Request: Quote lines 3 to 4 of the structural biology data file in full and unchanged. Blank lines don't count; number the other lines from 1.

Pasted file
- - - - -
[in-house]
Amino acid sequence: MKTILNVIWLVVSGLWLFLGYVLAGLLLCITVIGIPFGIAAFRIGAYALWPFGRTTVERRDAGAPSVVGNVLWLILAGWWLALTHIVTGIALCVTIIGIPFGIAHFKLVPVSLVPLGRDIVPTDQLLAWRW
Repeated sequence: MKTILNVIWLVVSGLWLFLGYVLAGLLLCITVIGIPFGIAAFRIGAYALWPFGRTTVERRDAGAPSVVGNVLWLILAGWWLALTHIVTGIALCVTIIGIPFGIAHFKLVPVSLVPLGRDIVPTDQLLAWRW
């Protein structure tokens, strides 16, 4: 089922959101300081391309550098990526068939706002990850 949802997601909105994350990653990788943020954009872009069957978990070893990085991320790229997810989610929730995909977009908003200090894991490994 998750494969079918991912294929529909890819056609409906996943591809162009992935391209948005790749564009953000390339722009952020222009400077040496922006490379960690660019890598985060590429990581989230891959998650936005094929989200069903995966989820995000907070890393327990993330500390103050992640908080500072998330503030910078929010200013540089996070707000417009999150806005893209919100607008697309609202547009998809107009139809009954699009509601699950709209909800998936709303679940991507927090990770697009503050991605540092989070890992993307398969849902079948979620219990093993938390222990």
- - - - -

Repeated sequence: MKTILNVIWLVVSGLWLFLGYVLAGLLLCITVIGIPFGIAAFRIGAYALWPFGRTTVERRDAGAPSVVGNVLWLILAGWWLALTHIVTGIALCVTIIGIPFGIAHFKLVPVSLVPLGRDIVPTDQLLAWRW
């Protein structure tokens, strides 16, 4: 089922959101300081391309550098990526068939706002990850 949802997601909105994350990653990788943020954009872009069957978990070893990085991320790229997810989610929730995909977009908003200090894991490994 998750494969079918991912294929529909890819056609409906996943591809162009992935391209948005790749564009953000390339722009952020222009400077040496922006490379960690660019890598985060590429990581989230891959998650936005094929989200069903995966989820995000907070890393327990993330500390103050992640908080500072998330503030910078929010200013540089996070707000417009999150806005893209919100607008697309609202547009998809107009139809009954699009509601699950709209909800998936709303679940991507927090990770697009503050991605540092989070890992993307398969849902079948979620219990093993938390222990």